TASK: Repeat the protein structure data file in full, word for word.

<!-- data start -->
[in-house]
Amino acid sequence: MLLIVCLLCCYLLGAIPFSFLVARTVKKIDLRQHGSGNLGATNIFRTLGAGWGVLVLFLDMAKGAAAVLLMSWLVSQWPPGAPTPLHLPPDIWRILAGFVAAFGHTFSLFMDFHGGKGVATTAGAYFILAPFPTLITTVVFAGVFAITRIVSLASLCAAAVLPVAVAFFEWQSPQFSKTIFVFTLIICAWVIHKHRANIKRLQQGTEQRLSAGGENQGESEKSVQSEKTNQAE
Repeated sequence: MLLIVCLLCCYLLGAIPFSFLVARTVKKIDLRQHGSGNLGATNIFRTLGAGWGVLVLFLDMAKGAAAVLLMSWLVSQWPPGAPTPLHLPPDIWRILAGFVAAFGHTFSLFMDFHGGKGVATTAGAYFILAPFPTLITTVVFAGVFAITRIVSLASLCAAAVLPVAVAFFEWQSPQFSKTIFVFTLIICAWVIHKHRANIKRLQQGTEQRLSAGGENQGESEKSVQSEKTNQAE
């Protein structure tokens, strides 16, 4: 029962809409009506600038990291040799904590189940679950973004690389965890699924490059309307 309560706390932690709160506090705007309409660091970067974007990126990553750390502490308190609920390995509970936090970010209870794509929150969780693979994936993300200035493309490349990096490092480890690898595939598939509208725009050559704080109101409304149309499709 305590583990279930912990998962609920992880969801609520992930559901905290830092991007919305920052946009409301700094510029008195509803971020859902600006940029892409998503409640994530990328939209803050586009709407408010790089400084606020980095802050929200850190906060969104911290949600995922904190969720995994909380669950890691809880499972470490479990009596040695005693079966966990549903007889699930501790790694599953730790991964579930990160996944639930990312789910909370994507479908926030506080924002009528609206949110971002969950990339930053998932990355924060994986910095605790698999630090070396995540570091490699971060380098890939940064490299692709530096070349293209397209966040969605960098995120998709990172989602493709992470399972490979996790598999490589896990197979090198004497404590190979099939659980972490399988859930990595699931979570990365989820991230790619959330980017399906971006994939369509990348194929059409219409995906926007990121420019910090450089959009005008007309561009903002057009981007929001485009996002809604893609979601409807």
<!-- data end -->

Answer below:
[in-house]
Amino acid sequence: MLLIVCLLCCYLLGAIPFSFLVARTVKKIDLRQHGSGNLGATNIFRTLGAGWGVLVLFLDMAKGAAAVLLMSWLVSQWPPGAPTPLHLPPDIWRILAGFVAAFGHTFSLFMDFHGGKGVATTAGAYFILAPFPTLITTVVFAGVFAITRIVSLASLCAAAVLPVAVAFFEWQSPQFSKTIFVFTLIICAWVIHKHRANIKRLQQGTEQRLSAGGENQGESEKSVQSEKTNQAE
Repeated sequence: MLLIVCLLCCYLLGAIPFSFLVARTVKKIDLRQHGSGNLGATNIFRTLGAGWGVLVLFLDMAKGAAAVLLMSWLVSQWPPGAPTPLHLPPDIWRILAGFVAAFGHTFSLFMDFHGGKGVATTAGAYFILAPFPTLITTVVFAGVFAITRIVSLASLCAAAVLPVAVAFFEWQSPQFSKTIFVFTLIICAWVIHKHRANIKRLQQGTEQRLSAGGENQGESEKSVQSEKTNQAE
């Protein structure tokens, strides 16, 4: 029962809409009506600038990291040799904590189940679950973004690389965890699924490059309307 309560706390932690709160506090705007309409660091970067974007990126990553750390502490308190609920390995509970936090970010209870794509929150969780693979994936993300200035493309490349990096490092480890690898595939598939509208725009050559704080109101409304149309499709 305590583990279930912990998962609920992880969801609520992930559901905290830092991007919305920052946009409301700094510029008195509803971020859902600006940029892409998503409640994530990328939209803050586009709407408010790089400084606020980095802050929200850190906060969104911290949600995922904190969720995994909380669950890691809880499972470490479990009596040695005693079966966990549903007889699930501790790694599953730790991964579930990160996944639930990312789910909370994507479908926030506080924002009528609206949110971002969950990339930053998932990355924060994986910095605790698999630090070396995540570091490699971060380098890939940064490299692709530096070349293209397209966040969605960098995120998709990172989602493709992470399972490979996790598999490589896990197979090198004497404590190979099939659980972490399988859930990595699931979570990365989820991230790619959330980017399906971006994939369509990348194929059409219409995906926007990121420019910090450089959009005008007309561009903002057009981007929001485009996002809604893609979601409807």